To use one of my favourite club flyer cliches, the shuffle house scene is "grown and sexy". It's Moet, not Red Stripe; Ralph Lauren, not Carhartt Heritage. It's a racially-diverse, all-encompassing scene that might just be the genesis of a new club culture in this country. It might not be cool, but how many of us would have been into disco in 1977? How many of us were into garage the first time round? Cultural history is always written by those who weren't actually there.
Of course the hipsters hate it, but fuck them. They've become no better than the resentful East London natives they were complaining about six years ago for heckling them about their winklepickers. If culture was decided by people like that, we'd all still be listening to The Cazals.
What's interesting, though, is that most of the hate comes from within the scene. The internet is awash with hashtags and Facebook groups bemoaning and demonising the steps, claiming everything from the simple "it looks shit" to the rather lofty and extremely pretentious "It's killing house music". Quite frankly, guys, if Pitbull couldn't kill house music when he sampled "The Bomb", then I don't think shufflers stand a chance.
To get a better understanding of the scene and what it means to those involved, I called up Shapes Cutters Incoperated' (SCI) [sic] founder member and godfather of the scene, Kerry Boyd, AKA MadKezza. Check him out below doing what he does best:
VICE: Can you tell me a little bit about SCI – where you come from and how you got together?
Kerry Boyd: We're all London based, but all from different parts of London – south, north, east and west.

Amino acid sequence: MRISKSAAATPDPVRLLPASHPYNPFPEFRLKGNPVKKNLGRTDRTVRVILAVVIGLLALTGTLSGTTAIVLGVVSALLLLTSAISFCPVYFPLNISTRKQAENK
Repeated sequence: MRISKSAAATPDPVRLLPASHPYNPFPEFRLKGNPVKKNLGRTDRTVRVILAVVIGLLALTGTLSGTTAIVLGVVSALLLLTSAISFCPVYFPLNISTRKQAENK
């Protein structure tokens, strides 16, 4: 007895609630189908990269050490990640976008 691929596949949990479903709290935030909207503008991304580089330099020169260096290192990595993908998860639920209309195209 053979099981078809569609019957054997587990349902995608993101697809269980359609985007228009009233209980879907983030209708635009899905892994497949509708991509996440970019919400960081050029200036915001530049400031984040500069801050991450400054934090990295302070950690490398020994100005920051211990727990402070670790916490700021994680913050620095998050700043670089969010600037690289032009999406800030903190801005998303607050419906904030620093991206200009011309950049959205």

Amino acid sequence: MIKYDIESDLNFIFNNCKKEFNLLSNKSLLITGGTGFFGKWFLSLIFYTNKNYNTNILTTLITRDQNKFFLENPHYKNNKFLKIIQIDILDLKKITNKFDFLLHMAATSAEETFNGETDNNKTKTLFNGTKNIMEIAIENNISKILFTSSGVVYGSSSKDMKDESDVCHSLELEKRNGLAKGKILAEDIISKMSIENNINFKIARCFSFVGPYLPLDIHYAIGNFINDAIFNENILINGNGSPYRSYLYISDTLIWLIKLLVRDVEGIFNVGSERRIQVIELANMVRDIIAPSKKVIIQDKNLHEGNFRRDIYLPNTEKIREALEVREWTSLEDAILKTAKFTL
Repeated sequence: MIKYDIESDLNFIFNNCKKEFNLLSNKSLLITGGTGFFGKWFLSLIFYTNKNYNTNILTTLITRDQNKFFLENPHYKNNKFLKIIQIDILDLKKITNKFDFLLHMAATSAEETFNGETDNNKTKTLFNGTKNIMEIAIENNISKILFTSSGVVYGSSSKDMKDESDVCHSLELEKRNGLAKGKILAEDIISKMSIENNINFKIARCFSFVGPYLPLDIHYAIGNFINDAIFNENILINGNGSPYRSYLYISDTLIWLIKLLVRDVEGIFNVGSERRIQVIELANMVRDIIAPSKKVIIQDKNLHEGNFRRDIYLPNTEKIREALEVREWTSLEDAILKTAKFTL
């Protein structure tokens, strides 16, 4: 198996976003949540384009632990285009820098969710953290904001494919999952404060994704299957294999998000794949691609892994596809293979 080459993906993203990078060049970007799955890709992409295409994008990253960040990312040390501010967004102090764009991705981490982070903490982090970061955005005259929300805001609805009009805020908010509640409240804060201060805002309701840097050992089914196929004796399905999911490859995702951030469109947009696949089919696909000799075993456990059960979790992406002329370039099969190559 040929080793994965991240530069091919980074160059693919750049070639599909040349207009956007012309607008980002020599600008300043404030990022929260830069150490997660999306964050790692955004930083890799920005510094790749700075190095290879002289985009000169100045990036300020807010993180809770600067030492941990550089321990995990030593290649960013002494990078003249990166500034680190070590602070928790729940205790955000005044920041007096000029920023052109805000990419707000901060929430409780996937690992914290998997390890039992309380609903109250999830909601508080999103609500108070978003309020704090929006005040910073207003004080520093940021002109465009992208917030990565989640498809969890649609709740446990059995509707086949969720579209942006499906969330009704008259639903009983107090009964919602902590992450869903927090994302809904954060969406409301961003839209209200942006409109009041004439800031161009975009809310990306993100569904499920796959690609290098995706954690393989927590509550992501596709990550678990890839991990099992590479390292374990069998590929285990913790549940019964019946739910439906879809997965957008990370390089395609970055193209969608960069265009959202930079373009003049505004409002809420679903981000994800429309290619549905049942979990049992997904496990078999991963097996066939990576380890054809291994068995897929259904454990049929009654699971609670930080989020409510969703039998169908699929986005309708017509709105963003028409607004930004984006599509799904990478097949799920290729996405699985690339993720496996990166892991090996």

Were you always into house music or is it something you got into recently?
My first experience of house music was when I was 14, and a lot of the tracks I heard when I was younger are the ones I still hear today. That’s the same for Swarv, as our parents and sisters all listened to house. House is brilliant and it's been involved in our lives from an early age.
Okay. What was it about house that made you fall in love with it? Like, really got you into it?
I don’t know, really. It just makes me want to move and express myself.
When did you start to see people shuffling to house?
The first time I saw people shuffling was probably in one of those illegal house raves in the 80s.
Cool. How long did it take people to take notice of your moves? When did you start to realise that you were better than everybody else at it?
I don’t know if I'd say I was better than anybody else, but I suppose it was mainly last year.
Have you always been into dancing? Or is it something about the new house scene that made you take it up?
Well, I was doing some dancing, as we all were. But I think for me it's maybe more about expressing myself through house music now. I've just got deep into dancing over the past year.
What are the best clubs and nights for shape-cutting and shuffling?
Ava Word at XOYO, Eastern Electrics, Can't Stop Won't Stop. You know, all the big raves and some of the small places on Brick Lane, like Vibe Bar and Brick House.
What tunes are getting you going at the moment?
Um, one of them is "Lonely Travels" by Shea Burke. But there are so many tunes out there that it's hard to narrow it down to one. Each tune hits you in a different way, so it's hard to have favourites because there are just so many.
Sure. The shuffling scene seems to be about looking sharp as well as dancing. What kind of looks do you see at house raves?
To be honest, I don’t really pay much attention to how people dress. But I guess people just like to look good with their girl, you know? Because a lot of people like dancing at the raves, more people are wearing trainers than shoes. Trainers with smart-looking clothing.
Since the rave days, house music has long been associated with drugs, particularly ecstasy. Do you see much of that going on, or is it a different vibe at new house nights?